The latest Dublin Economic Monitor (DEM), published yesterday morning by the four Dublin Local Authorities, shows the deep and widespread economic implications of Covid-19 for the Dublin economy. The monitor covers 14 key indicators, consumer spending data from the MasterCard SpendingPulseTM and provides regular insights into different aspects of Dublin’s economy.
The data shows that activity across the Dublin economy collapsed in the second quarter of 2020 as measures to limit the spread of Covid-19 had severe implications for residents, businesses and visitors alike. Employment levels decreased by over 33,000 year on year (YoY), business activity contracted at record rates, while usage of Dublin’s airport, port, and public transport system all fell substantially.
The PMI fell to 25.2 (where 50 = no change), signifying the severe contractions which occurred across manufacturing, services and construction in the quarter. The declines in output and new orders during the second quarter exceeded those seen during the worst of the global financial crisis. Services were particularly affected, likely due to the importance of the sector for economic activity in the Dublin region.
Weak business activity was further reflected in the office market where vacancy rates increased in the second quarter, while public transport usage declined by over 76% YoY as a combination of travel restrictions and remote working reduced residents’ and visitors’ movements.
Passenger throughput at Dublin Airport fell by over 98% YoY in the second quarter 2020, and this had severe implications for the tourism and hospitality sectors in particular. Hotel occupancy rates fell as low as 5.9% in the second quarter as domestic and international travel restrictions limited visits to the Capital. Such low demand for hotel rooms also affected prices, with average daily rates falling by over 40% YoY.
The monitor also underlines the deep impact which the global pandemic is having on retail spending in the Dublin economy. Sales fell by 12% YoY in the second quarter according to MasterCard, with significant YoY declines recorded in the discretionary and household goods categories in particular. A clear shift towards eCommerce is evident, with traditional bricks-and-mortar retailers such as department stores suffering as a consequence.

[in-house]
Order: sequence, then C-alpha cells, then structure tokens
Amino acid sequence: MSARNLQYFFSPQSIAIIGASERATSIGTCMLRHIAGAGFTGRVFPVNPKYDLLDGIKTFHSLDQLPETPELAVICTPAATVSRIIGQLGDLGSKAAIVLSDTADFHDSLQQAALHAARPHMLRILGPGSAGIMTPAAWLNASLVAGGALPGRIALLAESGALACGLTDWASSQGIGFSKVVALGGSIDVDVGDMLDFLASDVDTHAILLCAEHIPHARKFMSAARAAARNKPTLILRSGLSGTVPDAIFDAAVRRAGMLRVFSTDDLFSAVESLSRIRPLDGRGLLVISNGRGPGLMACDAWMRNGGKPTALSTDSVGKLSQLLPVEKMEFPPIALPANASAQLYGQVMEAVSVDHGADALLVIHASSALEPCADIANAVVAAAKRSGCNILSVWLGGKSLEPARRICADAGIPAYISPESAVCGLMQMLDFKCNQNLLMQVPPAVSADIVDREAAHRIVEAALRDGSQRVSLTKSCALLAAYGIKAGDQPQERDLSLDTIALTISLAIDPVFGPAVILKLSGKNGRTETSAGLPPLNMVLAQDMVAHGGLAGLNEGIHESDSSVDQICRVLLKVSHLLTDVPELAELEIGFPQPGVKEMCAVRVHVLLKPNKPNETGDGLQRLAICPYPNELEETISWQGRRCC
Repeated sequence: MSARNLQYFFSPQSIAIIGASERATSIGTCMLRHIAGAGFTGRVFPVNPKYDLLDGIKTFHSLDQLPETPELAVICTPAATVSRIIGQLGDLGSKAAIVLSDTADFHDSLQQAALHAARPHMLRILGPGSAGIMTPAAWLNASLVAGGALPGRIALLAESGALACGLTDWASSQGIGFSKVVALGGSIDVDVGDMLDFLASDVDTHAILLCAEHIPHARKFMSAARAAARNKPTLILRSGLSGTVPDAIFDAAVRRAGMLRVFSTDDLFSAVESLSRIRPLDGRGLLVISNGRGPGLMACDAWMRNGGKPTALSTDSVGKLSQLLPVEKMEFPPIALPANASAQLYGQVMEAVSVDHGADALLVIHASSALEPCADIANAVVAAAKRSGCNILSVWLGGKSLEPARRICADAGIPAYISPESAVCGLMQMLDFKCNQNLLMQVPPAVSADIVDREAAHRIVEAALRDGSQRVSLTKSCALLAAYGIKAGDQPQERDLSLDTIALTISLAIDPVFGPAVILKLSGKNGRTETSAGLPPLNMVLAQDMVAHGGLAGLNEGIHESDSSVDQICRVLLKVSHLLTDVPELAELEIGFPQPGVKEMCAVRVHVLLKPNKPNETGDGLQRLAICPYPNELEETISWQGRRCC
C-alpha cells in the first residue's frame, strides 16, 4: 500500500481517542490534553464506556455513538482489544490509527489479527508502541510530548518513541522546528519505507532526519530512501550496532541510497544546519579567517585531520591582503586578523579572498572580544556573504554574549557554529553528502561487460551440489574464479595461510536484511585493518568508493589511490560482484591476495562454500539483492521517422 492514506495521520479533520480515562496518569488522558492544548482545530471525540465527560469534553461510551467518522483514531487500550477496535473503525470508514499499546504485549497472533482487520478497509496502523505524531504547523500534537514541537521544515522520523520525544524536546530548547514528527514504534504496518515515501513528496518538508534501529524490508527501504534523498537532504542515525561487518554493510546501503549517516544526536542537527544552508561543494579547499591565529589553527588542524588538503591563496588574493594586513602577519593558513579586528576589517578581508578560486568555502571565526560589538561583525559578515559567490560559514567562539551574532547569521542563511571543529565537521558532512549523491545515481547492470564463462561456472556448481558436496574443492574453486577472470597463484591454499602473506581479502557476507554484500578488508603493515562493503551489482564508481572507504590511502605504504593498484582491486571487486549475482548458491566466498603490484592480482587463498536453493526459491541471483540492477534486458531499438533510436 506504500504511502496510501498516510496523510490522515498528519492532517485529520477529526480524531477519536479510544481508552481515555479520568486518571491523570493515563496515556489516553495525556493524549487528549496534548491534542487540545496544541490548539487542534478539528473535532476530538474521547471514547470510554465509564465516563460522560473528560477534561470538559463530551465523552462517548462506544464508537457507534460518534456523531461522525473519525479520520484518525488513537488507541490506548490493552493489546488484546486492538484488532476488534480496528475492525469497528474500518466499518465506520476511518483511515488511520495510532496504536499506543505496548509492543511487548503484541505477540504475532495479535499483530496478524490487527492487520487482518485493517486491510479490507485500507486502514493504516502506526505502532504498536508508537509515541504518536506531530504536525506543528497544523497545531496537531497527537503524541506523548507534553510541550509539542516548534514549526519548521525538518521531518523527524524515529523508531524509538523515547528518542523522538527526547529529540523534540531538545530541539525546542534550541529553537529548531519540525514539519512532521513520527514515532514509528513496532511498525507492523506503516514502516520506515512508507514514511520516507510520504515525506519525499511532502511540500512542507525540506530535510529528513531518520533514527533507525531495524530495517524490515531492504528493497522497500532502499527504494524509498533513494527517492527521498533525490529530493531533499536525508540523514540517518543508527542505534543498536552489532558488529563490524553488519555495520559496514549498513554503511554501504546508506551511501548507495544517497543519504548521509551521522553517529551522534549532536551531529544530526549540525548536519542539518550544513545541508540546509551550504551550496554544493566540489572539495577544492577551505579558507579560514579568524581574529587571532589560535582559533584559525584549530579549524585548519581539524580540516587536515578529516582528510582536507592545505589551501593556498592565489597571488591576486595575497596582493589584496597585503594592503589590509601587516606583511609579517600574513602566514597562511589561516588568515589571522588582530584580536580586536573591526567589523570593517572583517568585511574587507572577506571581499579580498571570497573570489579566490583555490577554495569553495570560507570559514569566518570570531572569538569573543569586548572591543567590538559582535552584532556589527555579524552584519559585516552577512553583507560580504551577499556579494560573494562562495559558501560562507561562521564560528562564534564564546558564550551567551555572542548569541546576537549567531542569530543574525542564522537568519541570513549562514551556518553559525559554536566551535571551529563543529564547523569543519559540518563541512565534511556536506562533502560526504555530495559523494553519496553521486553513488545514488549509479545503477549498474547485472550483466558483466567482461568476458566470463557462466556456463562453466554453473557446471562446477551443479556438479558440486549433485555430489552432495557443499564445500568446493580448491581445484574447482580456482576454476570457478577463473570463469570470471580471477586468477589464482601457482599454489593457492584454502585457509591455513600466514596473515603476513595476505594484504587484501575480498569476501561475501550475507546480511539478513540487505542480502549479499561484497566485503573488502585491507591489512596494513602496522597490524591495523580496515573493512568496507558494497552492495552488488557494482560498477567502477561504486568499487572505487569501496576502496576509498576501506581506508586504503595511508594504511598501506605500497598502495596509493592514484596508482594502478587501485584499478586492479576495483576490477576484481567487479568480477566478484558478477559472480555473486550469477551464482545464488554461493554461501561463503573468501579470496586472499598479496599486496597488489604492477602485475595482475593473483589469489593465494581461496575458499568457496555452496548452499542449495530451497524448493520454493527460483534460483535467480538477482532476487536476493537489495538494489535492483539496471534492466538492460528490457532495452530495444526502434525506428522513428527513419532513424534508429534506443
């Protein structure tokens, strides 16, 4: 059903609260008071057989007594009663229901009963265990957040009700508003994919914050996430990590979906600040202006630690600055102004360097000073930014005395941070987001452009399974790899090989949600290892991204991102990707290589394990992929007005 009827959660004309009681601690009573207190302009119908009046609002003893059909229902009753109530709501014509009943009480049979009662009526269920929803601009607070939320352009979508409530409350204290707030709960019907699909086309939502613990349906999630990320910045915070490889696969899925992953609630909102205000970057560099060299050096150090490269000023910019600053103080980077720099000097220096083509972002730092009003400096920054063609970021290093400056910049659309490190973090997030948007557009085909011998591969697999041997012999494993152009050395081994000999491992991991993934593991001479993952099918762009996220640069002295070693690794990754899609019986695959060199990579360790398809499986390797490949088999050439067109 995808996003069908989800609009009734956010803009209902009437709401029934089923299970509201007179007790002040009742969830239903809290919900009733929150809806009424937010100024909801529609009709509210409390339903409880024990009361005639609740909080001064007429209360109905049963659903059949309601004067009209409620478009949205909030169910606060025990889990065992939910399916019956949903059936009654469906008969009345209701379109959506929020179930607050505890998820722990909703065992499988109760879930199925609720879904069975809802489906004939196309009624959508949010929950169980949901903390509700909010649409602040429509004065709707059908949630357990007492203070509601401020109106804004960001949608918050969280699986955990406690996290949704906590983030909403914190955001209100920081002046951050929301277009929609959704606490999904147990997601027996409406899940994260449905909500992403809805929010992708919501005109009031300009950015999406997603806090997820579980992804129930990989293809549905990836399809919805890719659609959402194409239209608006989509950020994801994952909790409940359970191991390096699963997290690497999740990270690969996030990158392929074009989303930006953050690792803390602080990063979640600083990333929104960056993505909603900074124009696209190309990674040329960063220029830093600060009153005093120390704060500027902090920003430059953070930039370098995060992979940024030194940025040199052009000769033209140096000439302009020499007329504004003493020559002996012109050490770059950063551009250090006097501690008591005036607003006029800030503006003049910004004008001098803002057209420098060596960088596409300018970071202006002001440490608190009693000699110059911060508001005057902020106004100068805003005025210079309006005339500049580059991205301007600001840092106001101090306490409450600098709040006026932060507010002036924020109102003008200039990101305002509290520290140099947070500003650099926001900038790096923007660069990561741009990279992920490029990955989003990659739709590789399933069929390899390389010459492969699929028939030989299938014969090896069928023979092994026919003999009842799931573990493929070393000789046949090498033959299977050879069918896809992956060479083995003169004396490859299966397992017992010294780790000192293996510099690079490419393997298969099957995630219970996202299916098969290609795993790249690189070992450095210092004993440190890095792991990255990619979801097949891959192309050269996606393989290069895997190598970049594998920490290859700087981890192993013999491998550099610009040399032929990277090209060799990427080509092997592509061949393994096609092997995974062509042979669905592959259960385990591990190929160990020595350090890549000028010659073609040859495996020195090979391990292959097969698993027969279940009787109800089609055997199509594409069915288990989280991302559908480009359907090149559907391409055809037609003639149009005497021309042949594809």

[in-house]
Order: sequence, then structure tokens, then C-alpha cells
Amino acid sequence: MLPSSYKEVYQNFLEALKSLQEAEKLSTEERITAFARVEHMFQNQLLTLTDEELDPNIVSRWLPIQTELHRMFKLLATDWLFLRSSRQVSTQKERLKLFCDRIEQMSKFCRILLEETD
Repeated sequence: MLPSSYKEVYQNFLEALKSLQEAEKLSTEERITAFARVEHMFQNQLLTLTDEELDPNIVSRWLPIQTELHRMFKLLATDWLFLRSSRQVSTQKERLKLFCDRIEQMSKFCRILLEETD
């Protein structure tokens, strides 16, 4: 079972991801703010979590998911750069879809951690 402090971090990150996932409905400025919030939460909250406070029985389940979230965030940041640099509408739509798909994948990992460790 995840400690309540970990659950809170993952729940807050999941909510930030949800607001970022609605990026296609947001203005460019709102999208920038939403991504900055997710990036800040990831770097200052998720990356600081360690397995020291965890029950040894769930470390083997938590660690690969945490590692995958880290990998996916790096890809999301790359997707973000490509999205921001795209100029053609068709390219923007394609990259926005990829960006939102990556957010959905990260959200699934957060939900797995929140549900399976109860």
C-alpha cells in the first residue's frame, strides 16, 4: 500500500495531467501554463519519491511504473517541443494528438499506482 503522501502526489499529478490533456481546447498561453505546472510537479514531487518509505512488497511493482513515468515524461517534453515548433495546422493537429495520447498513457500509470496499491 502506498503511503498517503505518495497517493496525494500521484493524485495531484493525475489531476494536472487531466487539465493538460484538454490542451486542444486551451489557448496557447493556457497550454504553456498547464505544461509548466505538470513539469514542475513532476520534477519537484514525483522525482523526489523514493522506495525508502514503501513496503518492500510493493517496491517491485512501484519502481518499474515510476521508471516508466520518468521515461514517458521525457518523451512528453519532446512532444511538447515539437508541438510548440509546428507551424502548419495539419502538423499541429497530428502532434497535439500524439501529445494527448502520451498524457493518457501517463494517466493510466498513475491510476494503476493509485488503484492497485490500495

Retail spending by tourists in Dublin fell to negligible levels in the second quarter, with declines of over 50% recorded across each of Dublin’s major international markets. The greatest contraction was in the Chinese market where tourist spending fell by 94.3% YoY. This was followed by the more sizeable tourist markets of France (-84.1% YoY) and the UK (-73.3% YoY).
Commenting on the research, Chief Economist with Grant Thornton, Andrew Webb said, "The second quarter has brought the deep impact of the economic shutdown into sharp focus. Key indicators of the economic health of the city all displayed dramatic downturns. Employment levels in Dublin fell, business activity contracted markedly, while travel patterns in to and around the city region also declined significantly."
He added, "As the economy moves tentatively out of lockdown, some green shoots of economic recovery have emerged, with declining numbers now on income supports and signs of increased activity in tourism. The third quarter will provide more evidence of the full impact of the downturn and whether the early momentum from the lifting of lockdown is maintained into the autumn."